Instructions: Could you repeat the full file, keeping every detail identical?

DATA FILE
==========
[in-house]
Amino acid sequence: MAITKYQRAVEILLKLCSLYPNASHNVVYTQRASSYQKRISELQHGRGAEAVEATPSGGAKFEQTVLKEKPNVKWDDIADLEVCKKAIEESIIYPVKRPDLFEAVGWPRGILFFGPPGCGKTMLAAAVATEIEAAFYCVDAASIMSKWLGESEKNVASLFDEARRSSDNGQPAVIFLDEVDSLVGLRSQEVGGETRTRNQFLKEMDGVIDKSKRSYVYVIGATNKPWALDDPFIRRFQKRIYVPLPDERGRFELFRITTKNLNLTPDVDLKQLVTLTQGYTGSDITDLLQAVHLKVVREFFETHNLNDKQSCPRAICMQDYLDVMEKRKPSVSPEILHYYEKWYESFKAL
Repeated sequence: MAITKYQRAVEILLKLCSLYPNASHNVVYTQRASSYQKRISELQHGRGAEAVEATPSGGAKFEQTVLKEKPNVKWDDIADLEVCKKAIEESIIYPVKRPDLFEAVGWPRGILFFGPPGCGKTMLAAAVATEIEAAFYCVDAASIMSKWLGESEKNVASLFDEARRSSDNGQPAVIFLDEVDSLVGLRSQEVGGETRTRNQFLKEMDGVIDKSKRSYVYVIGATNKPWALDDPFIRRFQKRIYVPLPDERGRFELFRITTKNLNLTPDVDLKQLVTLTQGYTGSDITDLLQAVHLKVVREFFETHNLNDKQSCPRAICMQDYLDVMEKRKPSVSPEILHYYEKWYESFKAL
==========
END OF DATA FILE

[in-house]
Amino acid sequence: MAITKYQRAVEILLKLCSLYPNASHNVVYTQRASSYQKRISELQHGRGAEAVEATPSGGAKFEQTVLKEKPNVKWDDIADLEVCKKAIEESIIYPVKRPDLFEAVGWPRGILFFGPPGCGKTMLAAAVATEIEAAFYCVDAASIMSKWLGESEKNVASLFDEARRSSDNGQPAVIFLDEVDSLVGLRSQEVGGETRTRNQFLKEMDGVIDKSKRSYVYVIGATNKPWALDDPFIRRFQKRIYVPLPDERGRFELFRITTKNLNLTPDVDLKQLVTLTQGYTGSDITDLLQAVHLKVVREFFETHNLNDKQSCPRAICMQDYLDVMEKRKPSVSPEILHYYEKWYESFKAL
Repeated sequence: MAITKYQRAVEILLKLCSLYPNASHNVVYTQRASSYQKRISELQHGRGAEAVEATPSGGAKFEQTVLKEKPNVKWDDIADLEVCKKAIEESIIYPVKRPDLFEAVGWPRGILFFGPPGCGKTMLAAAVATEIEAAFYCVDAASIMSKWLGESEKNVASLFDEARRSSDNGQPAVIFLDEVDSLVGLRSQEVGGETRTRNQFLKEMDGVIDKSKRSYVYVIGATNKPWALDDPFIRRFQKRIYVPLPDERGRFELFRITTKNLNLTPDVDLKQLVTLTQGYTGSDITDLLQAVHLKVVREFFETHNLNDKQSCPRAICMQDYLDVMEKRKPSVSPEILHYYEKWYESFKAL